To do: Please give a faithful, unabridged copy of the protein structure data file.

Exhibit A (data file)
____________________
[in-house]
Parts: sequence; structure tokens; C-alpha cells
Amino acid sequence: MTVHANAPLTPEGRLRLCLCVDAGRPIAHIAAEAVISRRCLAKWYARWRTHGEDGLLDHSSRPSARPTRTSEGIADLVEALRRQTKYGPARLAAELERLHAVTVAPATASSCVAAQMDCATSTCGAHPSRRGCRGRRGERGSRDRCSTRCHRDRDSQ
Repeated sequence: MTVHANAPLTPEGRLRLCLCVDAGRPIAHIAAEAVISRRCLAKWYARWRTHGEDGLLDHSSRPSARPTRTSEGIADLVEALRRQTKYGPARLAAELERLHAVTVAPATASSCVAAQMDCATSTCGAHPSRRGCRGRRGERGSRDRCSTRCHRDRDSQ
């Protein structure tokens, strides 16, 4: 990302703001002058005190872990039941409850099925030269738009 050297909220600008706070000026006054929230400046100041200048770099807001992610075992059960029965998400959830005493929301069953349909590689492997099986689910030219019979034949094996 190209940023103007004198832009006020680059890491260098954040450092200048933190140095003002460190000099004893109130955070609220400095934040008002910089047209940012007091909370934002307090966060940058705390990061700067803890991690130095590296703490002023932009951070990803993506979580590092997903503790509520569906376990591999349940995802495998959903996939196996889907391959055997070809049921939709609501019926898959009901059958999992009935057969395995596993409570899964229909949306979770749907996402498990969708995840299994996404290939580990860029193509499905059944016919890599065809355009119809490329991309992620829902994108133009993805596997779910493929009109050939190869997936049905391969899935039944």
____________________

[in-house]
Parts: sequence; structure tokens; C-alpha cells
Amino acid sequence: MTVHANAPLTPEGRLRLCLCVDAGRPIAHIAAEAVISRRCLAKWYARWRTHGEDGLLDHSSRPSARPTRTSEGIADLVEALRRQTKYGPARLAAELERLHAVTVAPATASSCVAAQMDCATSTCGAHPSRRGCRGRRGERGSRDRCSTRCHRDRDSQ
Repeated sequence: MTVHANAPLTPEGRLRLCLCVDAGRPIAHIAAEAVISRRCLAKWYARWRTHGEDGLLDHSSRPSARPTRTSEGIADLVEALRRQTKYGPARLAAELERLHAVTVAPATASSCVAAQMDCATSTCGAHPSRRGCRGRRGERGSRDRCSTRCHRDRDSQ
């Protein structure tokens, strides 16, 4: 990302703001002058005190872990039941409850099925030269738009 050297909220600008706070000026006054929230400046100041200048770099807001992610075992059960029965998400959830005493929301069953349909590689492997099986689910030219019979034949094996 190209940023103007004198832009006020680059890491260098954040450092200048933190140095003002460190000099004893109130955070609220400095934040008002910089047209940012007091909370934002307090966060940058705390990061700067803890991690130095590296703490002023932009951070990803993506979580590092997903503790509520569906376990591999349940995802495998959903996939196996889907391959055997070809049921939709609501019926898959009901059958999992009935057969395995596993409570899964229909949306979770749907996402498990969708995840299994996404290939580990860029193509499905059944016919890599065809355009119809490329991309992620829902994108133009993805596997779910493929009109050939190869997936049905391969899935039944």